Pre-journal: Nano/Smallish Riparium, Nature Aquarium Style
I think I have a pretty solid concept for a new display. I don't have the tank in place yet, so I start this pre-journal thread to jot down some ideas and get some feedback. As I get it rolling I might just continue with this thread, or start a new one in the Planted Nano Tanks
I had a lot of fun with the latest layout
that I have been working on in a 50-gallon tank. Here's one recent shot of that one.
Here are a few features that characterize this one pretty well:
- A tank filled with water to about 2/3 of total depth
- Erect, tidy, "grassy" background plant (Cyperus) that throws relatively little shade
- Fine-leaved sprawling stem plants (Bacopa, Limnophila, and others) growing on trellis rafts and forming dense floating carpet.
- Underwater scape lacking plants, but with an artistically-rendered stone layout, and a pleasing, natural gravel
- Relatively large and showy fish
- A striking centerpiece plant (Cyrtosperma)
This new project will use some of the same elements, with important variations. I'll start out here by organizing the general plan by sub-heading.
Tank & Other Hardware
I intend for it to also include a mostly-full tank, but I will use a smaller enclosure. My best idea right now is to use a regular Aqueon 15-gallon--I have several of these laying around--with the top rim plastic rim removed. I like the shape of the 15-gallon (24" wide X 12" deep" X 12" tall). This is a smaller tank than any that I have tried for an actual riaprium layout, but I think that it should work well with the right configuration of equipment an plant selection. As for the 50-gallon, I will probably fill this tank with water to only about 2/3 of total depth so that stress on the seems (intended to be supported in part by the plastic aquarium frame) will be lessened. The tank will thus contain only about 10 gallons of water.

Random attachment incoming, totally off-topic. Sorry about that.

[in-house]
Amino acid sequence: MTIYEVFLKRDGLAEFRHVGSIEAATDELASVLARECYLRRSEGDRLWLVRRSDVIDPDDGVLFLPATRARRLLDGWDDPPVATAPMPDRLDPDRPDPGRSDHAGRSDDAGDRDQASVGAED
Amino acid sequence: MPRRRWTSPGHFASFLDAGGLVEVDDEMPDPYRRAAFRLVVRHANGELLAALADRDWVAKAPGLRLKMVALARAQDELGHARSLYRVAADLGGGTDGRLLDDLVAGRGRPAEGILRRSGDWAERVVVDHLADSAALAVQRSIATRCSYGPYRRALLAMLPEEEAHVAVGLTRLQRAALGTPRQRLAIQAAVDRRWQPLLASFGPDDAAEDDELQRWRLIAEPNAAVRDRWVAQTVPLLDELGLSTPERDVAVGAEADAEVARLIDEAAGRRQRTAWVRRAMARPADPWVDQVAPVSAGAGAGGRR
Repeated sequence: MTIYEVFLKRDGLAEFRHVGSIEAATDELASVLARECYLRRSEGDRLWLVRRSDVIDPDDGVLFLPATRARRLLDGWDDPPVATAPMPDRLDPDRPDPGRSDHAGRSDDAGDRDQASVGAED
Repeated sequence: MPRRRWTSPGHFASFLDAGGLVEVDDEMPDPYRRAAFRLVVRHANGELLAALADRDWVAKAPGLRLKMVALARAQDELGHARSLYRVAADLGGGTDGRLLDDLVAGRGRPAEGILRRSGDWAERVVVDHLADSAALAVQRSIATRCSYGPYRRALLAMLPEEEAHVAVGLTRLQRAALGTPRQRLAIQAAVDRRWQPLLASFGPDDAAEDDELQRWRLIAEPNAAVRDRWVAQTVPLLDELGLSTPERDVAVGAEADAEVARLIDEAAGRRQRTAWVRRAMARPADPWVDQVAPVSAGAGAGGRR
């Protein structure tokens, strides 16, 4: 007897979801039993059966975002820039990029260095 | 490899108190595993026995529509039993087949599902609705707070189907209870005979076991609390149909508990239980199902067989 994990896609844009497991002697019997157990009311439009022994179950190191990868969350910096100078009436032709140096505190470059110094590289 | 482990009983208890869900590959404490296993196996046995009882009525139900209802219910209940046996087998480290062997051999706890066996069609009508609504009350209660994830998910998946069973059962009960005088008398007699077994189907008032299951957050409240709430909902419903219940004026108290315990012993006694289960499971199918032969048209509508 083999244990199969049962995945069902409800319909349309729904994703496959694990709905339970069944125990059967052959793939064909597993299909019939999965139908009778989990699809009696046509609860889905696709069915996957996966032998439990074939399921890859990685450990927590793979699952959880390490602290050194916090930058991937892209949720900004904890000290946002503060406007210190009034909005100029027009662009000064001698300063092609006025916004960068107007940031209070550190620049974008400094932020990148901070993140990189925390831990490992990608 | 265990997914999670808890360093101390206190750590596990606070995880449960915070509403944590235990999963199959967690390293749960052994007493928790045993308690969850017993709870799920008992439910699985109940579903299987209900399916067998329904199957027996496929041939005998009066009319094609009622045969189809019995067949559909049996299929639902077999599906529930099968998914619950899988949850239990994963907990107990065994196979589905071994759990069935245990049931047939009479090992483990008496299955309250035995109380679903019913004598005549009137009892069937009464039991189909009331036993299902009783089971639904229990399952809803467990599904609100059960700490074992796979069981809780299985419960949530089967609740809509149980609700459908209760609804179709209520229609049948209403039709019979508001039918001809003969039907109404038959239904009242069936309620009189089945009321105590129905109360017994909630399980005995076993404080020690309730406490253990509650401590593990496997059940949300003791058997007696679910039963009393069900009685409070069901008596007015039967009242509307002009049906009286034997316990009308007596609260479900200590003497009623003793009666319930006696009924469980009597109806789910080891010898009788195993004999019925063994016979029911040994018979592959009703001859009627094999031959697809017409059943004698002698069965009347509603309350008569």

I will figure out some kind of canister filter for filtration and circulation.
I want to put this tank on a stand built in the raw industrial
style that I have used several times before. This type of stand will look perfect with this light fixture...
Sunleaves Pioneer JR II Grow, 2-2ft
As I mentioned above, I hope to draw on Nature Aquarium design principals for this layout. I intend for the underwater area to lack plants, or include just a few, and feature a well-rendered hardscape with rocks, and possibly also manzanita driftwood. I have enjoyed the effect of the rounded river stones in the 50-gallon setup.
While it is pretty easy to situate these rounded stones in a convincing layout, I think that I will try to use angular pieces for this new layout, which might be more challenging. I need to go back and study some of the general ideas, but I will plan to use the same design principles that inform iwagumi style stone layouts.
I think that I will also encourage the development of an algae crust or patina for these rocks. So long as filaments of hair algae are scraped away from the rocks and the gravel is maintained clean with frequent stirring, a scape with rocks like these maintains a neat, yet natural appearance.
Management of algae would become more difficult in such a system if very many plants were grown in the underwater area, as algae would tend to accumulate on the foliage and would be difficult to remove.
This thread has run long. I'll return later on with another post and an explanation of what I have in mind for plants and livestock.